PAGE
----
Keynote Speakers


Distinguished Professor Farhad Ansari

Christopher B. and Susan S. Burke Professor of Civil Engineering, UIC Distinguished Professor and Associate vice Chancellor for Research

Title: Discrete and Distributed Methods for Structural Health Monitoring of Civil Structures

Abstract: The presentation will introduce special techniques for structural health monitoring of Bridges by discrete and distributed optical fiber sensors.   It will cover both basic research as well as practical applications in structural systems.  In particular, applications and capabilities of FBG and PPP-BOTDA based sensors for discrete and distributed detection of microcracks and determination of loads in structural systems will be described.   The fundamental studies will involve quantification of microcrack detection capability of the sensors in terms of the Brillouin gain spectrum (BGS) for microcracks with small crack opening displacements (COD). The applications of the distributed sensors in terms of detection of damage in bridges as well as the tension loss in cables of cable-stayed Bridges will be provided.  In terms of discrete measurements, the use of FBG based sensors for monitoring the structural loads and deformation characteristics of highway bridges will be described. Field applications pertain to the use of Brillouin based sensors for monitoring of cracks in concrete bridges, and weight of trucks in motion by shear based FBG rosettes.  Laboratory experiments will involve experiments on the scaled model of cable-stayed bridges.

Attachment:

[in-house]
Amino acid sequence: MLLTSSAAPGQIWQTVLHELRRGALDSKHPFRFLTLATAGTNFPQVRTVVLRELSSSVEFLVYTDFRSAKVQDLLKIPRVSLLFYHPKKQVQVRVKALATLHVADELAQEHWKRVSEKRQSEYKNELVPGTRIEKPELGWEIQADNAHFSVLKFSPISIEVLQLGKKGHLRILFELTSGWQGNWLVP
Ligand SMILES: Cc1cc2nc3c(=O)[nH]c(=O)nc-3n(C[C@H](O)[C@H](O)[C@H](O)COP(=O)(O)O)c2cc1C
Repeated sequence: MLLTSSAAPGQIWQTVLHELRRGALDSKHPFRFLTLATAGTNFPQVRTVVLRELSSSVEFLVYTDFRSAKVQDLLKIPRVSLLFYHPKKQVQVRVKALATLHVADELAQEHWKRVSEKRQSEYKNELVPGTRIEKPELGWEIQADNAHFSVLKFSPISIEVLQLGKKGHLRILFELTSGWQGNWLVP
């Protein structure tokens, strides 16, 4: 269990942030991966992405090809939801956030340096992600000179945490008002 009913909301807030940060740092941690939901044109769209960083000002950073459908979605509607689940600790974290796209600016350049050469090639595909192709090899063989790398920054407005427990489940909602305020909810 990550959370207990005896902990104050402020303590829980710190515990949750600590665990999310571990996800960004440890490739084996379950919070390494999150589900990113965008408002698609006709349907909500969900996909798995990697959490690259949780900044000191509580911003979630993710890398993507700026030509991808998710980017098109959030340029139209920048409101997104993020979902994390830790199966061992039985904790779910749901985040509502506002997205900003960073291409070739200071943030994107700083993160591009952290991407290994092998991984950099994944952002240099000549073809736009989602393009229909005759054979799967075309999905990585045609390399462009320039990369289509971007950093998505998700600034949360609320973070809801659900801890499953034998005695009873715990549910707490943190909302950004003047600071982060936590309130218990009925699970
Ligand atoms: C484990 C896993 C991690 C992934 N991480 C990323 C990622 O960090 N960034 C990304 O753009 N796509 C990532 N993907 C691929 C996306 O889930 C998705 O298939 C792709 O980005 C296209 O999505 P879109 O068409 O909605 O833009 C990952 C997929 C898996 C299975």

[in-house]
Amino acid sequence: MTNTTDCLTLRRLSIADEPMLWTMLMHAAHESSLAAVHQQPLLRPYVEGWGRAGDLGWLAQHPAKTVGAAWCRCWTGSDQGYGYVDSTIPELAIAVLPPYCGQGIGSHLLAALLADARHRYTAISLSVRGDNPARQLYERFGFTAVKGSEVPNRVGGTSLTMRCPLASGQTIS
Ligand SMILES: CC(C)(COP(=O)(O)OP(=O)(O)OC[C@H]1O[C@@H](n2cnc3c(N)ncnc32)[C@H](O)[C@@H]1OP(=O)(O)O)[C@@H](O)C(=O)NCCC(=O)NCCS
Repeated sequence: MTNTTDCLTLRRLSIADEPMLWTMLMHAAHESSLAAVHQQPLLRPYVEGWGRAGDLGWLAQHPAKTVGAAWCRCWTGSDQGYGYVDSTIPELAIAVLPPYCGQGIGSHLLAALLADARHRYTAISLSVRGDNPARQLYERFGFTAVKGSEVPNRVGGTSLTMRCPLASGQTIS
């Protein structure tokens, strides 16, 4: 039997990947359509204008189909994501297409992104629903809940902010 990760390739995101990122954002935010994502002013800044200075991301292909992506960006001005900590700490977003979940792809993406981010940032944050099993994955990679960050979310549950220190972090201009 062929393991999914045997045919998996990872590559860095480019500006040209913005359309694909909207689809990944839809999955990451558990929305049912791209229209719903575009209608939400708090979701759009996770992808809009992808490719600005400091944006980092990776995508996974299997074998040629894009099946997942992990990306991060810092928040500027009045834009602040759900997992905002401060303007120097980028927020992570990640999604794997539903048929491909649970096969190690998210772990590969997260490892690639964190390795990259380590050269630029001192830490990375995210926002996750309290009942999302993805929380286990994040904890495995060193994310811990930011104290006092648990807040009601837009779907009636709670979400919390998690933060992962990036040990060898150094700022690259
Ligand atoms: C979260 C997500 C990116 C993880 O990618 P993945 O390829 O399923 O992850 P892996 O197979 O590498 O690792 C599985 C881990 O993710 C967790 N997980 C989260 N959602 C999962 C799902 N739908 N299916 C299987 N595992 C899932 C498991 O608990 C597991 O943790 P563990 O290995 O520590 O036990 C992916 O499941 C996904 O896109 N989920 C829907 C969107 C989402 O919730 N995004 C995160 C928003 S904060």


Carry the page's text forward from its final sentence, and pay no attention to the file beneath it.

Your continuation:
Biography: UIC Distinguished Professor, Farhad Ansari, is the Christopher B. and Susan S. Burke Chair in Civil Engineering at the University of Illinois, Chicago. He is acknowledged as the pioneer in applying optical fiber sensors for structural health monitoring and has consulted on and designed structural monitoring systems for bridges and high-rise buildings around the world, including New York’s Brooklyn Bridge; and turn of the century tall buildings in Chicago. Ansari served as president of the International Society for Structural Health Monitoring of Intelligent Infrastructure (ISHMII) from 2009-2013. He is a Founding Fellow of ISHMII, and currently serves as editor-in-chief of the Journal of Civil Structural Health Monitoring.  Farhad Ansari focuses his research on intelligent infrastructure, civil structure rehabilitation, and structural monitoring through sensors and nondestructive testing.